From the Canadian Subsidiary’s perspective, service agreements with the US Parent should not result in any significant adverse income and sales tax consequences other than the combined federal and Quebec 24% tax withholdings that will have to be withheld and remitted to the tax authorities with respect to the Chargeback Fee. GST/QST would also likely be payable by the Canadian Subsidiary to US Parent with respect to those amounts, but a corresponding GST input tax credit and QST input tax refund should generally be available to the Canadian Subsidiary.

Consequences for US Employees

To the extent that the US Parent has a Fixed Base PE, an Agency PE, a Construction Site PE or a Service PE in Canada, Treaty relief for Canadian taxes on Canadian-source income should not be available to the US Employees and their portion of income that will be derived from services rendered or duties performed in Canada should be subject to tax in Canada. Consequently, the US Employees will generally also be subject to Canadian income tax compliance obligations.

REMEDY: SECONDMENT ARRANGEMENT

To mitigate most of the foregoing PE issues and other tax issues associated with carrying on a business in Canada, the US Parent could enter into a secondment arrangement with the Canadian Subsidiary and the US Employees. A secondment arrangement generally consists in a written agreement where the legal terms of the secondment and the factual relationship between the seconded US Employees and the Canadian subsidiary are established.

CONCLUSION

In conclusion, careful consideration must be given at any time a US Employee or a US-based consultant enters Canada to render services or perform duties for the benefit of a Canadian Subsidiary. Efficient tax planning such as putting in place a secondment arrangement can, subject to US transfer pricing considerations, usually minimize the US Parent’s Canadian tax liability but the key is to plan any significant presence of US Employees and/or US-based consultants prior their entry in Canada.

BUSINESS TRIPS TO CANADA: BUSINESS VISITOR STATUS OR WORK PERMIT?

With the globalization of commerce, the number of people travelling for business purposes is on the rise. Many will think that a business trip does not have much to do with immigration given that it may seem as simple to enter Canada for business purposes as it is to enter as a tourist. However, there are important differences and the distinction between who qualifies as a business visitor and who is considered a foreign worker is not always clear.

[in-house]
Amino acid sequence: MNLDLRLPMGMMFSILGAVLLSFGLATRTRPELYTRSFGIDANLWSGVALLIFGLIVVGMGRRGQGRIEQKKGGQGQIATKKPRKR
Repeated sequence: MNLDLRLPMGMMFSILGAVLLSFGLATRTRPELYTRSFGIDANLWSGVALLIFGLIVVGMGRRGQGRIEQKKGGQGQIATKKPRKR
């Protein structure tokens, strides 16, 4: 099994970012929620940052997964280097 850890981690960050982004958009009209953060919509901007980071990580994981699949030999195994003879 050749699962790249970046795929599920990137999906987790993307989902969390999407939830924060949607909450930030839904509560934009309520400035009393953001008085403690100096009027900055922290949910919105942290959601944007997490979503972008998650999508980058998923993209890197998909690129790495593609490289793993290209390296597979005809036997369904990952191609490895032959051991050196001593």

With the globalization of commerce, the number of people travelling for business purposes is on the rise. Many will think that a business trip does not have much to do with immigration given that it may seem as simple to enter Canada for business purposes as it is to enter as a tourist. However, there are important differences and the distinction between who qualifies as a business visitor and who is considered a foreign worker is not always clear.

The main exemption category is the business visitor. To benefit from this exemption, the company in question’s main places of business and sources of income and profits must be situated outside of Canada. Theses activities include, but are not limited to, the following:

  • Purchasing Canadian goods or services on behalf of a foreign business or government
  • Taking orders for goods or services
  • Attending business meetings, conferences, conventions and fairs
  • Being trained by a Canadian parent company for which the person works outside Canada
  • Training employees of a Canadian affiliate of a foreign company
  • Being trained by a Canadian business that sold the visitor’s foreign employer equipment or services

After-sales service is also exempt from the work permit requirement, subject to certain conditions. Maintenance or repair of specialized equipment purchased or leased outside of Canada is permitted only if the service was provided for in the initial contract of sale. It is important to note that manual installation of equipment is not included and normally requires hiring local employees or obtaining work permits.

The North American Free Trade Agreement has broadened the scope of permissible activities for American or Mexican nationals to include, among others, certain activities related to research, marketing and general services. This same agreement will facilitate the obtaining of work permits for certain professionals as well as for individuals who have specialized knowledge or who hold management positions and who are transferred to a Canadian subsidiary.

In conclusion, entering Canada for business purposes must not be taken lightly and businesses would be well-advised to make sure that their employees have the appropriate status based on the purpose of their trip when travelling to Canada for business. Border officials are strict and there is strong political will to protect the labour market and to crack down on offenders.

Moreover, the federal government has announced the enactment of certain legislative amendments which provide for more severe penalties in cases involving false statements. More specifically, the period of inadmissibility to Canada will be five years instead of two. Considering that Canadian border officials have broad powers to search, a person would be very ill-advised to attempt to enter Canada under false pretenses. The classic business meetings scheduled over the next two weeks will not be very convincing if it is not adequately supported by sufficient evidence.